The person(s) responsible for this bug is going to have a nice and very uncomfy meeting with their supervisor very soon...

Re:Ouf (4, Funny)

game kid (805301) | about 6 years ago | (#24221353)

...after which exercise balls (in lieu of the usual chair) will be thrown in a fit of unbridled anger (several tech websites will report a mysterious colorful stream of balls spilling out the Google offices).

Re:Ouf (0)

Anonymous Coward | about 6 years ago | (#24221709)

It wasn't that bad. There was Rum! ;->

Ut Oh (0)

Anonymous Coward | about 6 years ago | (#24221193)

Mine is registered under IP Freely. Hope that's not a real dude somewhere.

Re:Ut Oh (2, Funny)

Lazyrust (1101059) | about 6 years ago | (#24221233)

I always wondered who registered my email address. No wonder it seemed like so many people shared my name. - I.P. Freely

Is it really that big of a deal? (4, Insightful)

i'm lost (1247580) | about 6 years ago | (#24221195)

If I was worried about privacy with my gmail account, google wouldn't have my actual name to have the ability to give it out.

SLASHDOT SUX0RZ (-1, Troll)

Anonymous Coward | about 6 years ago | (#24221203)

_0_
\''\
'=o='
.|!|
.| |
goatse man reveals inside of own ass [goatse.ch]

Re:SLASHDOT SUX0RZ (1, Troll)

Darkness404 (1287218) | about 6 years ago | (#24221281)

Rule number 1 of shock site linking, don't tell people what the link is until after they click it.

Re:SLASHDOT SUX0RZ (0)

Anonymous Coward | about 6 years ago | (#24221351)

Perhaps GP is just rick-rolling goatse fans? I sure ain't clicking to find out.

Re:SLASHDOT SUX0RZ (0, Offtopic)

Darkness404 (1287218) | about 6 years ago | (#24221439)

Hmmm... That could be true. I didn't click it of course....

D'Oh (5, Funny)

Atari400 (1174925) | about 6 years ago | (#24221223)

chunkylover53 is going to be most displeased.

Re:D'Oh (5, Funny)

ChowRiit (939581) | about 6 years ago | (#24221251)

Fortunately for Homer Simpson, that's @aol.com

I can't believe Google would do this! (5, Funny)

Anonymous Coward | about 6 years ago | (#24221245)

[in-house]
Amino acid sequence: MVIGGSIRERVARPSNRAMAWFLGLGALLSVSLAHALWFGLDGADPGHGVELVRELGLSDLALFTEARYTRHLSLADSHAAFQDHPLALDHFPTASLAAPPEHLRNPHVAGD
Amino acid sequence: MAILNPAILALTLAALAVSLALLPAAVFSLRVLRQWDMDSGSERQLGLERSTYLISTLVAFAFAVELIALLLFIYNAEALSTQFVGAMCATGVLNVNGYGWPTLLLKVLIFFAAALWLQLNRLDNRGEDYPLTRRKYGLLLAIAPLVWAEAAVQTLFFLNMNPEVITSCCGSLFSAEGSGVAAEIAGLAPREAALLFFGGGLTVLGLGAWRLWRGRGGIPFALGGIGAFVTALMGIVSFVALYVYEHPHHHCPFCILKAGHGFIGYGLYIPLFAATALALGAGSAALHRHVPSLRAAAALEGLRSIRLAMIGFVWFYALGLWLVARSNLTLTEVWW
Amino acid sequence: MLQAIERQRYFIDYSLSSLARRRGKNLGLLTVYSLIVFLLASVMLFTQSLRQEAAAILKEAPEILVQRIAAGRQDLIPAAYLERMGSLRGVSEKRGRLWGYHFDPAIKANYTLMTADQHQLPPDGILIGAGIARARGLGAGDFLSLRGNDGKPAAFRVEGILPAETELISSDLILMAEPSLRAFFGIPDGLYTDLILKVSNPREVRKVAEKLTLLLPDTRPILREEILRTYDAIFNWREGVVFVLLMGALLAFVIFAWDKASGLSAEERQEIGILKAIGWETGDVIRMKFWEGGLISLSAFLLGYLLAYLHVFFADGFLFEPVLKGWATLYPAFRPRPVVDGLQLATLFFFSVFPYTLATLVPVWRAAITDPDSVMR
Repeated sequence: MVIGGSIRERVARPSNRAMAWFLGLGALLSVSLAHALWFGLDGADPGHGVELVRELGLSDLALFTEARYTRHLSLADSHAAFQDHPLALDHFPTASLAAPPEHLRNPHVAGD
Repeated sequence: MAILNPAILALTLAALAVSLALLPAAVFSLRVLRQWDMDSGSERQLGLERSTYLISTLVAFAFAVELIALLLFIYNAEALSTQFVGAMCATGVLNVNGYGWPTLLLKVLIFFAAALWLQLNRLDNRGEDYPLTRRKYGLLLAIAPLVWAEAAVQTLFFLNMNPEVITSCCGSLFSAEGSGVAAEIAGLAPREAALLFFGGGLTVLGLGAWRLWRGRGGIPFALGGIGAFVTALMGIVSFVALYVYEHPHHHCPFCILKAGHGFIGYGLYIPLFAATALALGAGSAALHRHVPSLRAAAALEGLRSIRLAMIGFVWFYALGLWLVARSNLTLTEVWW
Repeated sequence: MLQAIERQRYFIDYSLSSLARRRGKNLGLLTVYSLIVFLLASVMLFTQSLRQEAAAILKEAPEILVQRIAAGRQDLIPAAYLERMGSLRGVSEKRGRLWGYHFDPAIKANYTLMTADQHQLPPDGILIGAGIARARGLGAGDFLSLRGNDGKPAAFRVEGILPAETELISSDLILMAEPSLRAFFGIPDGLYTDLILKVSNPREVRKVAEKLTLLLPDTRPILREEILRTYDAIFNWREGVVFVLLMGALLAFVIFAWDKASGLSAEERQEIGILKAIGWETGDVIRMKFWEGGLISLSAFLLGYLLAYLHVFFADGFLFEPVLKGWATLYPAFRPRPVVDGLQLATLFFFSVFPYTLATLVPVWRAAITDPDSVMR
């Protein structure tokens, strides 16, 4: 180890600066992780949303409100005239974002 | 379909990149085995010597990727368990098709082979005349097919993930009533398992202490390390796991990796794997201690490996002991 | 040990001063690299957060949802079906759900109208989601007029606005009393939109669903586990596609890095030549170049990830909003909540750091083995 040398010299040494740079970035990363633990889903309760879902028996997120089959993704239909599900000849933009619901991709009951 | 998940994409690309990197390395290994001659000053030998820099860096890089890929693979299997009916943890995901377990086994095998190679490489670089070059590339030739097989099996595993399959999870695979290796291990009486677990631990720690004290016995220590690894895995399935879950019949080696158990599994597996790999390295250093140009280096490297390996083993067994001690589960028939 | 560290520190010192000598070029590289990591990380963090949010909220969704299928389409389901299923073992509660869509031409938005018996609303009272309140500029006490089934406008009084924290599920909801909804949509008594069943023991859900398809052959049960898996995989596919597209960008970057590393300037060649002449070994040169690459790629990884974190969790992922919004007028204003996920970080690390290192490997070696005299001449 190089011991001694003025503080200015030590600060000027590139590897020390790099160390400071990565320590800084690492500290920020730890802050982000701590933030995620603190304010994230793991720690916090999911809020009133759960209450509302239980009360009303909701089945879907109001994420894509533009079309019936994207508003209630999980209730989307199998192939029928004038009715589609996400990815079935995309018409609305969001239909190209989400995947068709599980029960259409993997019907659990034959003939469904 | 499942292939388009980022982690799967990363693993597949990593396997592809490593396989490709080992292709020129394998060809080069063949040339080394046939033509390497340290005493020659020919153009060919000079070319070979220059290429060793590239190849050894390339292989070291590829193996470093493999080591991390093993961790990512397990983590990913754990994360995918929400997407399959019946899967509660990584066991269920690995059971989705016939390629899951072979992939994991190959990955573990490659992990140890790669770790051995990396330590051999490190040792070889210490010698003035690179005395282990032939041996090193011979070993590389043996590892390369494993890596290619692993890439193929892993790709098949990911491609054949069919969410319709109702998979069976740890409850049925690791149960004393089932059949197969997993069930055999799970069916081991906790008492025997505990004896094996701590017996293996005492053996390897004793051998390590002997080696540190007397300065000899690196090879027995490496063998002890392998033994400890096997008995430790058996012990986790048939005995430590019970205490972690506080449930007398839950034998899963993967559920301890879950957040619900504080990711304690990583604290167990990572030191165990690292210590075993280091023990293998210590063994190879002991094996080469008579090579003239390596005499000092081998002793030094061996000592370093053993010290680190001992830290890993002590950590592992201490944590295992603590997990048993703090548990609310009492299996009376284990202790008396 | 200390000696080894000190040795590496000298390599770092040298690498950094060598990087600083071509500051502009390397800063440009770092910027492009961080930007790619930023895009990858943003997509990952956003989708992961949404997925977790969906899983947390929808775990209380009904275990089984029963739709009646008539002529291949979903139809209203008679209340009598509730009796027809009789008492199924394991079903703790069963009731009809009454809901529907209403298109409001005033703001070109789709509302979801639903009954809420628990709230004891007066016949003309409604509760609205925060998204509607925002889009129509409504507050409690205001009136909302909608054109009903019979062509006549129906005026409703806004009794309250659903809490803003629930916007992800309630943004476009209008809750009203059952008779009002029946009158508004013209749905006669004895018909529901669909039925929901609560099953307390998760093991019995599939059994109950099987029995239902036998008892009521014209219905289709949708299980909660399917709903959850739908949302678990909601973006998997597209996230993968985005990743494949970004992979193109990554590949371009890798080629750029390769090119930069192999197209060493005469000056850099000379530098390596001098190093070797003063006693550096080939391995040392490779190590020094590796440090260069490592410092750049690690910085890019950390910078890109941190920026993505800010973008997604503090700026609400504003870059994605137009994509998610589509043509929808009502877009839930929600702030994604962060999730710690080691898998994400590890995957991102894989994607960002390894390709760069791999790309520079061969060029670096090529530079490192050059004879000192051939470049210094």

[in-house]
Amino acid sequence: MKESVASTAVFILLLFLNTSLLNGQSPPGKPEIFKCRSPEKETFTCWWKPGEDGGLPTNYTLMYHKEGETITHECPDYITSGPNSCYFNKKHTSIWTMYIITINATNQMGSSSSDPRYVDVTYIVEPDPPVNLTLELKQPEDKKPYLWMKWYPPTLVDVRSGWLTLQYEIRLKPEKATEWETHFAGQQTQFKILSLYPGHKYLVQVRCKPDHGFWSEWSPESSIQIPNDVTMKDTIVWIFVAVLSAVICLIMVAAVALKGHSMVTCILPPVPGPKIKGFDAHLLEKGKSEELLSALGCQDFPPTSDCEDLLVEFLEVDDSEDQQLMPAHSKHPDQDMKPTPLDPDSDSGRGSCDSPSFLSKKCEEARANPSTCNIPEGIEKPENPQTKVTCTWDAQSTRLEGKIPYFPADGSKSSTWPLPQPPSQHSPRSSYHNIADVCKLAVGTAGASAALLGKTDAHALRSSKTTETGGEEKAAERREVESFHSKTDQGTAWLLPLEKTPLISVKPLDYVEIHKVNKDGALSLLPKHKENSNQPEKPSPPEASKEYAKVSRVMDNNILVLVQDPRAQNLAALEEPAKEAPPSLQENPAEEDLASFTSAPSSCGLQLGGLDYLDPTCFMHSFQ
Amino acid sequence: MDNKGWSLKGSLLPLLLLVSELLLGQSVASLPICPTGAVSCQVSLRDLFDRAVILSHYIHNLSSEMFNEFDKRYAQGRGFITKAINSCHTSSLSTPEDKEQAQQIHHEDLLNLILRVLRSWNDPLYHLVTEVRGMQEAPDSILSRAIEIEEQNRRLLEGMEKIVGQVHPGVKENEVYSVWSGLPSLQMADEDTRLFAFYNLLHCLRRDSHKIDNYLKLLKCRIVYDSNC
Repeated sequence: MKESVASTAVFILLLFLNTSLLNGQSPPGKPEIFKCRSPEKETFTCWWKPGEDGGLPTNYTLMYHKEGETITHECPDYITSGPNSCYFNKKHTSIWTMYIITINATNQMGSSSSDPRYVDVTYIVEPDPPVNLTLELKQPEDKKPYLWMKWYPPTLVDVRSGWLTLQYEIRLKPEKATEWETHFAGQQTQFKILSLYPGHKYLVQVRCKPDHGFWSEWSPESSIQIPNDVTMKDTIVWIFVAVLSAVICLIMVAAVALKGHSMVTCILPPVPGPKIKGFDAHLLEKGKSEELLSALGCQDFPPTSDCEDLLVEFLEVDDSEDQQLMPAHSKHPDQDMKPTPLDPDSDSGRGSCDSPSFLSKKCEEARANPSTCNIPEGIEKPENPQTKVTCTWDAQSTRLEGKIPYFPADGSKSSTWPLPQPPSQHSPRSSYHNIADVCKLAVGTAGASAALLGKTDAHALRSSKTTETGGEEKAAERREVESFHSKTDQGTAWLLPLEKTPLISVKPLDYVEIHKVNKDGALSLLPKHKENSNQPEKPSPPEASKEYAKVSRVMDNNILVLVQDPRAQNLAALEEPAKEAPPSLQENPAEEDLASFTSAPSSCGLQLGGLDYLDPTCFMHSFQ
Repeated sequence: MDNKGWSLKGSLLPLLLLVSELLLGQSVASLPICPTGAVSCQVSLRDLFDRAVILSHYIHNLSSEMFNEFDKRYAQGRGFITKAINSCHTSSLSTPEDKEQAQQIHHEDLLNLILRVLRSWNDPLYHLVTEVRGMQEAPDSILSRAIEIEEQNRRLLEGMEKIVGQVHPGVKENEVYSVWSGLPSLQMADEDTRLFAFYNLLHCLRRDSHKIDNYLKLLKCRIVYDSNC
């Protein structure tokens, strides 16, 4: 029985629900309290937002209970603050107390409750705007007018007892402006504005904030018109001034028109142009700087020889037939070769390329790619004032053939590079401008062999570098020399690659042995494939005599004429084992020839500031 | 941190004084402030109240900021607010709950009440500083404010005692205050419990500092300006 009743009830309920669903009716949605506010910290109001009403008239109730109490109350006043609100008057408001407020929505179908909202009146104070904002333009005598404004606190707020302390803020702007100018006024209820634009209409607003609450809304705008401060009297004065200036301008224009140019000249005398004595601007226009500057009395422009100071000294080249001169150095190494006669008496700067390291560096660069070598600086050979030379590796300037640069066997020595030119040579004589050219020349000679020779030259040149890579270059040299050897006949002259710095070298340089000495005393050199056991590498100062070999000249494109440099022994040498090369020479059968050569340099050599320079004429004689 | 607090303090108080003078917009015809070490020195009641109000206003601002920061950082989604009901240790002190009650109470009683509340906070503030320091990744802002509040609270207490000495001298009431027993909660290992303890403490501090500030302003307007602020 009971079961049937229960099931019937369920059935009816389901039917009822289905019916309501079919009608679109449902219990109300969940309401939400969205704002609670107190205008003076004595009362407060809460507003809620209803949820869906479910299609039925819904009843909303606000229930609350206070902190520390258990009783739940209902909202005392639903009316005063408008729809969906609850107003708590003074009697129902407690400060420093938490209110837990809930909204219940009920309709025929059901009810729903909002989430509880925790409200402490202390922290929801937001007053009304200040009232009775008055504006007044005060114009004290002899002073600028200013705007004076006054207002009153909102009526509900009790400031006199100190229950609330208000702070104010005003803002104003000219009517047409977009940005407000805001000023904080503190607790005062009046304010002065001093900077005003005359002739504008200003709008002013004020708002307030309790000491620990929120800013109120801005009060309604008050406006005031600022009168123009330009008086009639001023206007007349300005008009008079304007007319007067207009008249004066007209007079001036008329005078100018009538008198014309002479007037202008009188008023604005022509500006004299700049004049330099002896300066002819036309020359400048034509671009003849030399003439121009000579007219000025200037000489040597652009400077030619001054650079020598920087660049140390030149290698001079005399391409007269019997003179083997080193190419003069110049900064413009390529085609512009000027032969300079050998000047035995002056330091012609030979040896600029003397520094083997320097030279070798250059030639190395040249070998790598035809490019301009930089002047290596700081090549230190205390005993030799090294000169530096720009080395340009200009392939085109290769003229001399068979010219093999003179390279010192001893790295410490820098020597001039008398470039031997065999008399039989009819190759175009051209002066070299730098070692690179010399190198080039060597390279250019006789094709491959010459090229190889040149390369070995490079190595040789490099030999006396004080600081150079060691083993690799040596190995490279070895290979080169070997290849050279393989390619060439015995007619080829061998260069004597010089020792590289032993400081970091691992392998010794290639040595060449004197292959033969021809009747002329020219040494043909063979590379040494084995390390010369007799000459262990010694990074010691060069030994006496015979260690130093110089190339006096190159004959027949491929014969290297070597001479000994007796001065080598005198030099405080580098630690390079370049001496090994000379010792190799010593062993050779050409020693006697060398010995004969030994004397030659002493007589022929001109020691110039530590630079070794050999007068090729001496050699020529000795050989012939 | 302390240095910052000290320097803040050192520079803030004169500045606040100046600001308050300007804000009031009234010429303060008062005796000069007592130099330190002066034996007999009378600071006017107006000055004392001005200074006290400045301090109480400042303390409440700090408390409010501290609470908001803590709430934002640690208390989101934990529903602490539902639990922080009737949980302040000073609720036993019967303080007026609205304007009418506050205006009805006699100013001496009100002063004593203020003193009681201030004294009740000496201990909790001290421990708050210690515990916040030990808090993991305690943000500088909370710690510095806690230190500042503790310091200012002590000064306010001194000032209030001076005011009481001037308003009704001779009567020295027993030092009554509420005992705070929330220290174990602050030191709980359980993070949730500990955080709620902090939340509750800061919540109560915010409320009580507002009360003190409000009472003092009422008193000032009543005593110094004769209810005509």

Really, now everyone will know my name is John Smith? I am outraged and will see my lawyer immediately!

-- john.smith@gmail.com

Why would anyone give Google honest information? (2, Insightful)

Anonymous Coward | about 6 years ago | (#24221255)

With their track record of leaking information and giving it to whatever business asks them for it; why would anyone trust them with actual true information anymore?

Is This Evil? (3, Interesting)

abirdman (557790) | about 6 years ago | (#24221259)

But, does this constitute evil? So far so good. My gmail account is my real name anyway. I'll be looking out for the evil...

Re:Is This Evil? (4, Insightful)

Admodieus (918728) | about 6 years ago | (#24221341)

If this story was about a similar bug with Hotmail and Windows Live Calendar, yes it would.

Re:Is This Evil? (0)

Anonymous Coward | about 6 years ago | (#24221633)

Don't feed the shills.

Re:Is This Evil? (3, Insightful)

gujo-odori (473191) | about 6 years ago | (#24221827)

No, but it constitutes a serious bug. Evil usually requires intent. Stupidity, on the other hand, can be completely unintentional.

Head in the clouds (5, Insightful)

gamanimatron (1327245) | about 6 years ago | (#24221283)

This is exactly why I remain leery of applications in the cloud. I've got a google account for work, and that's the only use it ever sees. And it's under real.name.company anyway, and has no other useful information associated with it.

I try really, really hard not to leave to broad a trail online. Those databases just never die (except when they do, of course - but the timing is subject to Murphy's Law, so it's never in my favor).

I'm gonna go hide in my cave now.

Re:Head in the clouds (0)

Anonymous Coward | about 6 years ago | (#24221525)

This is exactly why I remain leery of applications in the cloud. I've got a google account for work, and that's the only use it ever sees. And it's under real.name.company anyway, and has no other useful information associated with it.

Except for the cookie that you carry around for the rest of your browser session which associates that account with everything else that you do (through searches or AdSense).

Re:Head in the clouds (0)

Anonymous Coward | about 6 years ago | (#24221831)

Where I work the company emails use lastname.firstname@company.com
I prefer to not use my real name and fortunately enough when I gave them a nickname (other known aliases field) when i applied they mistook it for my real name (in fact they thought it was part of my last name) so I'm one of few that has a falsely named email address.

Just how personal is this new spam (4, Funny)

Pollardito (781263) | about 6 years ago | (#24221349)

Does this mean they're only sending spam to people who really need Cialis?

Re:Just how personal is this new spam (5, Insightful)

LoonyMike (917095) | about 6 years ago | (#24221513)